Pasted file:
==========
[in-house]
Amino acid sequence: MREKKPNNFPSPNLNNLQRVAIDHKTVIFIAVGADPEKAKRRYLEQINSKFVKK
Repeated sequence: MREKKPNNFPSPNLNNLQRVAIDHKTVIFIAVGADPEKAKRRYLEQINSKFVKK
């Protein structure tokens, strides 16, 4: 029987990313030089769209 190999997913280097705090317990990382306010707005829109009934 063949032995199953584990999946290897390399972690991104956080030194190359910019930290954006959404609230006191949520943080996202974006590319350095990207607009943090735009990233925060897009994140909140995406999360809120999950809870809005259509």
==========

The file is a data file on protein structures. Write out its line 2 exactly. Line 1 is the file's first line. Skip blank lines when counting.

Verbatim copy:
Amino acid sequence: MREKKPNNFPSPNLNNLQRVAIDHKTVIFIAVGADPEKAKRRYLEQINSKFVKK